Charlotte Hornets coach Steve Clifford was still undecided Wednesday morning on his fifth starter. That could come down to how the Detroit Pistons use Tobias Harris in the season opener.
Harris, 6-foot-9, can play power forward or small forward. Clifford said matching up with Harris will factor into who he starts alongside Dwight Howard, Marvin Williams, Jeremy Lamb and Kemba Walker.
Clifford is scrambling for player combinations, with projected starters Nic Batum (elbow injury) and Michael Kidd-Gilchrist (excused personal absence) both out. At morning shootaround in suburban Detroit, Clifford said Harris’s versatility and how Pistons coach Stan Van Gundy uses Harris, will play a role in how Clifford responds.
Clifford could move Williams to small forward and start Frank Kaminsky at power forward. He could leave Williams at power forward and start rookie second-round pick Dwayne Bacon, as Clifford did the last two preseason exhibitions. He could start forward Treveon Graham, who missed much of the preseason with a hamstring injury.
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If Bacon, the 40th overall pick, does start, he’d be the sixth rookie chosen in the second round to do so since 2009. The others: Mario Chalmers (2009), Landry Fields (’10), Bojan Bogdanovic (’14), Raul Neto (’15) and Andrew Harrison (’16).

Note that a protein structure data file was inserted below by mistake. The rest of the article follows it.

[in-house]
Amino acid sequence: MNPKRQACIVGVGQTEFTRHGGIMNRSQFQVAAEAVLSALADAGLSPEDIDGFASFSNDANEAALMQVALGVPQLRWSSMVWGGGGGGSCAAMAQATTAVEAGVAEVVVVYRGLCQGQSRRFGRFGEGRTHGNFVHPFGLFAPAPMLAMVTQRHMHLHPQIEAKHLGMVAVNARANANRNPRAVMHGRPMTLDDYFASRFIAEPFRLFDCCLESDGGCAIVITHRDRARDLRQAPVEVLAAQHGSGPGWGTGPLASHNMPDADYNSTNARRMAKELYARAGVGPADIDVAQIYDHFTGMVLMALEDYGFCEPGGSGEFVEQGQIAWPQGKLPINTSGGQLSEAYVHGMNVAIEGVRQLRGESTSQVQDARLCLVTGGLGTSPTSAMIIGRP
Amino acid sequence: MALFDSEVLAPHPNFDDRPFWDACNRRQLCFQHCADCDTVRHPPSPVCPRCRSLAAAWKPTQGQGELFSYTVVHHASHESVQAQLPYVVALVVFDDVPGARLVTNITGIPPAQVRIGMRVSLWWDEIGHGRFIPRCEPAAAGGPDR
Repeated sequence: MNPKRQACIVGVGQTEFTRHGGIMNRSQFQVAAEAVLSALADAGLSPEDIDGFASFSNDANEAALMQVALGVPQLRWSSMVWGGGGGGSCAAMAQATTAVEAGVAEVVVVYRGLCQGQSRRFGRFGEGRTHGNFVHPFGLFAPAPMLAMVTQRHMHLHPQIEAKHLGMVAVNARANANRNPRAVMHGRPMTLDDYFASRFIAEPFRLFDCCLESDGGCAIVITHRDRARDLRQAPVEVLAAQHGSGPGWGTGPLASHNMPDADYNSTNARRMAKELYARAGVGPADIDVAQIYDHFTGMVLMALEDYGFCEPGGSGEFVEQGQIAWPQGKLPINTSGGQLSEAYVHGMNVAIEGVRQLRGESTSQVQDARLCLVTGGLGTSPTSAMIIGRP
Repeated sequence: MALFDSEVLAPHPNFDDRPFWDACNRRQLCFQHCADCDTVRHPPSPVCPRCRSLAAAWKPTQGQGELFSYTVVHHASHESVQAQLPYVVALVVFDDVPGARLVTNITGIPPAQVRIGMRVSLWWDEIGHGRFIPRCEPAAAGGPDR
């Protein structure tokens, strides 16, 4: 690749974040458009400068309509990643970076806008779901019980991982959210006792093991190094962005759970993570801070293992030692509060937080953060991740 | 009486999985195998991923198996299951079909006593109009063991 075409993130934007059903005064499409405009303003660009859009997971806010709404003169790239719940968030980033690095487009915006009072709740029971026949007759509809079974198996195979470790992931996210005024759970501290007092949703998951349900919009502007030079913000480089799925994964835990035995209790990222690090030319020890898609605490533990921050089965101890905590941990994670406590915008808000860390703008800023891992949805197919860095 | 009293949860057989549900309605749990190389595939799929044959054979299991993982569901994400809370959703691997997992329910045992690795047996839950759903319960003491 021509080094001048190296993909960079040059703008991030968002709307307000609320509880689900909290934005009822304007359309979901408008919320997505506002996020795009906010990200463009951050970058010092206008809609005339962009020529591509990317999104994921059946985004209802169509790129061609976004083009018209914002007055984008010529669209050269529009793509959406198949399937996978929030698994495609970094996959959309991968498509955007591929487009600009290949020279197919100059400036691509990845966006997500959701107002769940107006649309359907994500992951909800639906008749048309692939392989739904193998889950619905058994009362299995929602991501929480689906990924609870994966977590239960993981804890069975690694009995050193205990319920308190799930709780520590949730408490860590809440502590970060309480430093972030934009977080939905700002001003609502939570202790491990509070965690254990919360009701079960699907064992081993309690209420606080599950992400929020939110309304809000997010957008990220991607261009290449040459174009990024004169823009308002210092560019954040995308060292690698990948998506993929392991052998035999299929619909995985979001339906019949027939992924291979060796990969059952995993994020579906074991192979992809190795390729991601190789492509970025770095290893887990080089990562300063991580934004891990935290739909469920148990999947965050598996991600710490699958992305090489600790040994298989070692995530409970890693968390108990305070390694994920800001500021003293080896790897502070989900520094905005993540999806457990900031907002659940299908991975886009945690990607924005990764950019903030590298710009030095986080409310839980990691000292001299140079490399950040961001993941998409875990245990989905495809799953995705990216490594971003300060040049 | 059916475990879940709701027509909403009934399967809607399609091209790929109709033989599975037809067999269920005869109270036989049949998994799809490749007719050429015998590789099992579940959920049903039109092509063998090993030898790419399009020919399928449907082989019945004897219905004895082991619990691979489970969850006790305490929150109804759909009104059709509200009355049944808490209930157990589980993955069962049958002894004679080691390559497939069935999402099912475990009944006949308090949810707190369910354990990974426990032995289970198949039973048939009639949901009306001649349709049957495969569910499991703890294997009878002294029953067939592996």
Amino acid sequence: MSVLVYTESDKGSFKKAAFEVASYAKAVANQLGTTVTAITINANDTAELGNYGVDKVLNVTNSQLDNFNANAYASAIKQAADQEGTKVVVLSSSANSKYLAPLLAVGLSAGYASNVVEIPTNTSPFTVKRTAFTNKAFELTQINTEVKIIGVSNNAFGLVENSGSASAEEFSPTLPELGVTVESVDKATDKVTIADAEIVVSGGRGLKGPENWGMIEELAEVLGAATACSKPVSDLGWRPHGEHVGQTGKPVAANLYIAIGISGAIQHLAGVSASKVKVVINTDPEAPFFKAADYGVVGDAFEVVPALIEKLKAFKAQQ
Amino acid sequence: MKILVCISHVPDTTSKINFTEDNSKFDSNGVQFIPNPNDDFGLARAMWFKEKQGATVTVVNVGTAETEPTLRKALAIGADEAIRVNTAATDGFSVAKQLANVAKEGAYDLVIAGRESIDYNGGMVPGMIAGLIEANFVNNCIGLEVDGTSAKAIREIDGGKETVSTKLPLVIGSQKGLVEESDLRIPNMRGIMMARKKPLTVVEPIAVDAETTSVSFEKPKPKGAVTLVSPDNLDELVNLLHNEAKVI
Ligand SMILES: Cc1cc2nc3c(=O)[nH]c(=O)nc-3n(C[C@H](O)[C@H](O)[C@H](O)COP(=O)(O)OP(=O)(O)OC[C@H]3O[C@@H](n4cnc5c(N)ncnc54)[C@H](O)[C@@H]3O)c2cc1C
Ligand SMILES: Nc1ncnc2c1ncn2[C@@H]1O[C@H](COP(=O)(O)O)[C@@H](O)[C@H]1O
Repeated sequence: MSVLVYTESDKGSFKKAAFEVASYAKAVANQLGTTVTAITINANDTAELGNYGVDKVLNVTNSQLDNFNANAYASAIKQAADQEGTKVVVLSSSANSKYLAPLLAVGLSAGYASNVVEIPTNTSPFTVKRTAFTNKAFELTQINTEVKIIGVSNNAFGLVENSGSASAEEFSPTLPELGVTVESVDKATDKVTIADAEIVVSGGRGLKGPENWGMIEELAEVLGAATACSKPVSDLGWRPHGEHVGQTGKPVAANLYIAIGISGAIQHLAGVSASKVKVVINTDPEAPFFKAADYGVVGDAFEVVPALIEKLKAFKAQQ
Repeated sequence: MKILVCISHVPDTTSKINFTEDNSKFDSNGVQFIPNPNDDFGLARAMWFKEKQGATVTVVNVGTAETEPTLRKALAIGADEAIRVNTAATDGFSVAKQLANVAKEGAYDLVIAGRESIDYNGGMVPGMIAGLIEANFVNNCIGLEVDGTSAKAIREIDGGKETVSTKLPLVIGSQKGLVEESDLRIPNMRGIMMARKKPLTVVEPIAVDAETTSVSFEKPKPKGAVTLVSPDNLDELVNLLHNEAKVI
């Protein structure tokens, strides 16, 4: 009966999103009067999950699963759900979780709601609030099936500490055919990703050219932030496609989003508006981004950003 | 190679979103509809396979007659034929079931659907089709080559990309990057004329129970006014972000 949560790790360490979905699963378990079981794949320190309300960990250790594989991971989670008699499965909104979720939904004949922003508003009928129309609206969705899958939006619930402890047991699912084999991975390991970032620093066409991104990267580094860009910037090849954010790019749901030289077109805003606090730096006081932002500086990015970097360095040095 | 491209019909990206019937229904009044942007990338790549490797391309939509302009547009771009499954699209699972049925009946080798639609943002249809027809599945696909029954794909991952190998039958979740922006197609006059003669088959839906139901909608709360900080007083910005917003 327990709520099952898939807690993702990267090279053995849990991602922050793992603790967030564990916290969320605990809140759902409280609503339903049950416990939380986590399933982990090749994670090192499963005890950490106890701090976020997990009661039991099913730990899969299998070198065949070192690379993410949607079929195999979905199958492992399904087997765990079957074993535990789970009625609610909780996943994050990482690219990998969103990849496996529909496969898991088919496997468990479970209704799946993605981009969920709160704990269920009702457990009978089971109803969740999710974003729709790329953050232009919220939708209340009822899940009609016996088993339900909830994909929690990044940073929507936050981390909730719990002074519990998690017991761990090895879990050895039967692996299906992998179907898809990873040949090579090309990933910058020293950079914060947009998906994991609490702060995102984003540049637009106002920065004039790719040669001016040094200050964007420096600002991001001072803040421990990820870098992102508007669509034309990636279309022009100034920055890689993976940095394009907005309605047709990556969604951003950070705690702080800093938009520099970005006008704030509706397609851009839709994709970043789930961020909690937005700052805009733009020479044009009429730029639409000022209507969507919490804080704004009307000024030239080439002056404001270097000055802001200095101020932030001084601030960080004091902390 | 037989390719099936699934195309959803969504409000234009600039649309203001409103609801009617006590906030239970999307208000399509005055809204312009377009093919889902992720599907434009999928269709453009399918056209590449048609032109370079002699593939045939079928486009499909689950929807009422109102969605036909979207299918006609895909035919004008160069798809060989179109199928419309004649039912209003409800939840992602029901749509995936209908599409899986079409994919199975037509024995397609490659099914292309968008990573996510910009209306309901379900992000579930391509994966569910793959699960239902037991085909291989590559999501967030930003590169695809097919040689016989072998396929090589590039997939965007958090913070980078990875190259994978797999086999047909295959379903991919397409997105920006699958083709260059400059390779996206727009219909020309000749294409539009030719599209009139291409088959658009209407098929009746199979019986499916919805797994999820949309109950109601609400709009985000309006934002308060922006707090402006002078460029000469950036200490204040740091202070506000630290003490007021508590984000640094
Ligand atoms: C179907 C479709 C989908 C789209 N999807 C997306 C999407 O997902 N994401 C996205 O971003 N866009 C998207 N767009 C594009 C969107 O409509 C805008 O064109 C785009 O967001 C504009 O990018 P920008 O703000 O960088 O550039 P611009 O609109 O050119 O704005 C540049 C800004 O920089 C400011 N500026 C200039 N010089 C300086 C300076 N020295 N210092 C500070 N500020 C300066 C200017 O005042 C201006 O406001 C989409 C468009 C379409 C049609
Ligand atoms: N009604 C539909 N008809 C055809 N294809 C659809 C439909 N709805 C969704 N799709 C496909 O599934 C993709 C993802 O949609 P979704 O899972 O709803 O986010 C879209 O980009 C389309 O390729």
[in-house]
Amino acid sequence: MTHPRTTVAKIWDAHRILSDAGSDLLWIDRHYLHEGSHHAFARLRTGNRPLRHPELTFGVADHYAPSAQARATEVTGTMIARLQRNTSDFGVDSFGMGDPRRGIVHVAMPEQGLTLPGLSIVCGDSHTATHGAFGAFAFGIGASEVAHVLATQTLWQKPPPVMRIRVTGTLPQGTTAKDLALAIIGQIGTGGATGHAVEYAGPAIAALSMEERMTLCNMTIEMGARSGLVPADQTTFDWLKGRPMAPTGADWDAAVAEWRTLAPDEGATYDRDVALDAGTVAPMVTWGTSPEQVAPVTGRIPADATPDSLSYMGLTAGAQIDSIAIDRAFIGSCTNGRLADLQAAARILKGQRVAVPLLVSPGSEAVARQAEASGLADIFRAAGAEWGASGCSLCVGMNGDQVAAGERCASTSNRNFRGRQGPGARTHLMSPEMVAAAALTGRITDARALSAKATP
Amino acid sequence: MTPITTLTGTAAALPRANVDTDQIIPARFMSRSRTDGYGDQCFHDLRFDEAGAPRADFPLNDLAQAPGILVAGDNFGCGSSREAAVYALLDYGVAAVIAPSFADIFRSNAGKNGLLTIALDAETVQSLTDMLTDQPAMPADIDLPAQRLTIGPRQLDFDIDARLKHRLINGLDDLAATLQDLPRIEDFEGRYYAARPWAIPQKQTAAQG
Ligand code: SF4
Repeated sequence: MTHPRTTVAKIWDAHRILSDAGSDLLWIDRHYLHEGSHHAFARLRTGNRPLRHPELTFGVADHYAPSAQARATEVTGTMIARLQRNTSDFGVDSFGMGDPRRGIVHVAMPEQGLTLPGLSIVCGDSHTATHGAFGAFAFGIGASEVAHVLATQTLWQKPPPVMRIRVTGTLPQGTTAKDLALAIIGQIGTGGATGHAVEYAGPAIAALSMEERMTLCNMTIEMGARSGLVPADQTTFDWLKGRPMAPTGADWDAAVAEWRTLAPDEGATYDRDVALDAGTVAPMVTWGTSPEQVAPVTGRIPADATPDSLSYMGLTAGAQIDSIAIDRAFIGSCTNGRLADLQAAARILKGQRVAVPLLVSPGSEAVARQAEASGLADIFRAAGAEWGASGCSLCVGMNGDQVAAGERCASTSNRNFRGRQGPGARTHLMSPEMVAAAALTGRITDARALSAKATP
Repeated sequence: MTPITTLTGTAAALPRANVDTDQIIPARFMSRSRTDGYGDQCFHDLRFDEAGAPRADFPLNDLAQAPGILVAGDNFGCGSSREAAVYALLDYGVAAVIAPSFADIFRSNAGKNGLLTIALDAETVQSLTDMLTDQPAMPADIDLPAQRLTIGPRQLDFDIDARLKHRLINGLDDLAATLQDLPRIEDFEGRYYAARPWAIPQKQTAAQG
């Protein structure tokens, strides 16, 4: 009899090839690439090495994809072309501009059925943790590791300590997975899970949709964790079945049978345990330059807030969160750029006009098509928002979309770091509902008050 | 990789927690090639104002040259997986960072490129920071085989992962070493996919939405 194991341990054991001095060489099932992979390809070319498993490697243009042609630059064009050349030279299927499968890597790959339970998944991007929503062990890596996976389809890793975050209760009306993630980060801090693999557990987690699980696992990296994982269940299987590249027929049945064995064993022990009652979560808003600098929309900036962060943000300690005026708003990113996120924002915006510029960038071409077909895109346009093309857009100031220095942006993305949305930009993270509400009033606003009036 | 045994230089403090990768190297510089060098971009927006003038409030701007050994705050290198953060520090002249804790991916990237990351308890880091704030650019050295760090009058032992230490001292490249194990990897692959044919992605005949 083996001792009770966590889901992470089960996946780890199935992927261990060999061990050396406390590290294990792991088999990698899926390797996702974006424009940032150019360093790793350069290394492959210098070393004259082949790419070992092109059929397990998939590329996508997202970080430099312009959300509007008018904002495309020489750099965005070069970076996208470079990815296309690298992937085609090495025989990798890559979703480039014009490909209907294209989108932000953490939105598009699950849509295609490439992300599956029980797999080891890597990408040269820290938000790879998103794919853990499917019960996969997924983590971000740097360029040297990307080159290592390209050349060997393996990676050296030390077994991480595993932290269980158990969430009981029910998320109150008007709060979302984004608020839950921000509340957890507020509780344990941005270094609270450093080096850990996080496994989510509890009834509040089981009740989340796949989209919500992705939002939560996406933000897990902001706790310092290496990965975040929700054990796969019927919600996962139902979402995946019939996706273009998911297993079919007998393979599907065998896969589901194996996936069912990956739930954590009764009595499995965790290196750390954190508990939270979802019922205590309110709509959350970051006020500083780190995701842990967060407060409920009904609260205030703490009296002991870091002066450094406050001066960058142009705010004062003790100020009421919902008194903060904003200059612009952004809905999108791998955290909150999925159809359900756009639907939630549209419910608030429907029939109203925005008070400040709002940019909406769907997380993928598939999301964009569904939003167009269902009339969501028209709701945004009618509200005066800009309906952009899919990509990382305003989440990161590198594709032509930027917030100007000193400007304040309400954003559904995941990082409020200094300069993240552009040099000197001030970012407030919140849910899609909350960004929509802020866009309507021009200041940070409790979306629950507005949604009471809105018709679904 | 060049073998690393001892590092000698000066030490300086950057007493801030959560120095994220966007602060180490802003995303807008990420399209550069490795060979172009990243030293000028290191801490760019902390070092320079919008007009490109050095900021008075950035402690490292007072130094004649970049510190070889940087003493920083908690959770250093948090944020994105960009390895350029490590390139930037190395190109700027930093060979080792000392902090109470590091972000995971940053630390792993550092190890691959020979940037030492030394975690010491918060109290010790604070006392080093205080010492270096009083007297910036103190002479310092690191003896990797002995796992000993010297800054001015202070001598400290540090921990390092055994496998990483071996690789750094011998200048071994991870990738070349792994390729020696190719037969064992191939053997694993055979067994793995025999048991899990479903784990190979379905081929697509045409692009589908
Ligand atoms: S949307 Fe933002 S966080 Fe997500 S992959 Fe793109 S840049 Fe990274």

Bacon has developed at a faster rate than Clifford could have imagined, based on summer league in July. Part of that is Bacon’s 6-7, 221-pound build, which is solid by the standard of a veteran NBA guard-forward.
“He has the size and strength to play against starters,” Clifford said of Bacon. “Is he a starting-caliber player right now? No. But he can play against starters. You don’t get overmatched with blow-bys and things like that. That gives you a chance to be good defensively.”
Bacon, who played at Florida State, didn’t start serious weight-training until turning pro. He’s always been naturally strong.
“I didn’t lift that much until I got here. I’m getting stronger, and fitting into my body,” Bacon said. “I started off with football. I stopped after my ninth-grade year” to concentrate on basketball.
Kentucky’s Monk, who can play shooting guard or point guard, was the Hornets’ leading scorer in the preseason, averaging 15.6 points per game.
“I’ve prepared for this my whole life,” said Monk, the 11th overall pick. “I had a couple of preseason games to get my nerves out of the way, so I’m good now.”
Clifford knows there will be snags along the way in using two rookies immediately in the rotation.
“You go through your first 40 (NBA) games, and those guys are going to see coverages you just don’t see in high school or college. Brand new,” Clifford said. “I’m hoping they can both be on the floor with veteran guys who can help them in that way.”
Bonnell: 704-358-5129: @rick_bonnell